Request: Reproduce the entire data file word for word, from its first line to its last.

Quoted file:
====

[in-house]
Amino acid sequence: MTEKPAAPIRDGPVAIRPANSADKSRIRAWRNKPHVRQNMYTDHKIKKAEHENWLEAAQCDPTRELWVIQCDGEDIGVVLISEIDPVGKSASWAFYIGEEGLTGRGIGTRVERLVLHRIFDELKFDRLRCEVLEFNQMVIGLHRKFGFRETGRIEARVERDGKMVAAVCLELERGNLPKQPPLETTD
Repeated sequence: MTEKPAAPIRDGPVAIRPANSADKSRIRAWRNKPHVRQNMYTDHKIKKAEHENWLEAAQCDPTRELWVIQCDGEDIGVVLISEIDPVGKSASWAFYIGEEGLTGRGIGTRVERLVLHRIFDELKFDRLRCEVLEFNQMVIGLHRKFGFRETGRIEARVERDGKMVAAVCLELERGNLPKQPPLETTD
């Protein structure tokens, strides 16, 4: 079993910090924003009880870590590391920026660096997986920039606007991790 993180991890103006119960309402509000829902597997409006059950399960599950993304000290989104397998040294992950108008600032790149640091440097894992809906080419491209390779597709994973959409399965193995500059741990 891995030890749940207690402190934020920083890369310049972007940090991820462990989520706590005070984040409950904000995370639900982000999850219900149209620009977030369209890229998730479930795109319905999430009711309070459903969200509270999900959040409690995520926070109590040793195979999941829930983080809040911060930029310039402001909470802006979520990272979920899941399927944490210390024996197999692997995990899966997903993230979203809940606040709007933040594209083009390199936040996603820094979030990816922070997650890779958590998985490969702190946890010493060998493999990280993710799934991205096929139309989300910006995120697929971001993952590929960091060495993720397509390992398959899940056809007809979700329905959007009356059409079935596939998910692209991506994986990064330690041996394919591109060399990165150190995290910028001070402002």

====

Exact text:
[in-house]
Amino acid sequence: MTEKPAAPIRDGPVAIRPANSADKSRIRAWRNKPHVRQNMYTDHKIKKAEHENWLEAAQCDPTRELWVIQCDGEDIGVVLISEIDPVGKSASWAFYIGEEGLTGRGIGTRVERLVLHRIFDELKFDRLRCEVLEFNQMVIGLHRKFGFRETGRIEARVERDGKMVAAVCLELERGNLPKQPPLETTD
Repeated sequence: MTEKPAAPIRDGPVAIRPANSADKSRIRAWRNKPHVRQNMYTDHKIKKAEHENWLEAAQCDPTRELWVIQCDGEDIGVVLISEIDPVGKSASWAFYIGEEGLTGRGIGTRVERLVLHRIFDELKFDRLRCEVLEFNQMVIGLHRKFGFRETGRIEARVERDGKMVAAVCLELERGNLPKQPPLETTD
């Protein structure tokens, strides 16, 4: 079993910090924003009880870590590391920026660096997986920039606007991790 993180991890103006119960309402509000829902597997409006059950399960599950993304000290989104397998040294992950108008600032790149640091440097894992809906080419491209390779597709994973959409399965193995500059741990 891995030890749940207690402190934020920083890369310049972007940090991820462990989520706590005070984040409950904000995370639900982000999850219900149209620009977030369209890229998730479930795109319905999430009711309070459903969200509270999900959040409690995520926070109590040793195979999941829930983080809040911060930029310039402001909470802006979520990272979920899941399927944490210390024996197999692997995990899966997903993230979203809940606040709007933040594209083009390199936040996603820094979030990816922070997650890779958590998985490969702190946890010493060998493999990280993710799934991205096929139309989300910006995120697929971001993952590929960091060495993720397509390992398959899940056809007809979700329905959007009356059409079935596939998910692209991506994986990064330690041996394919591109060399990165150190995290910028001070402002």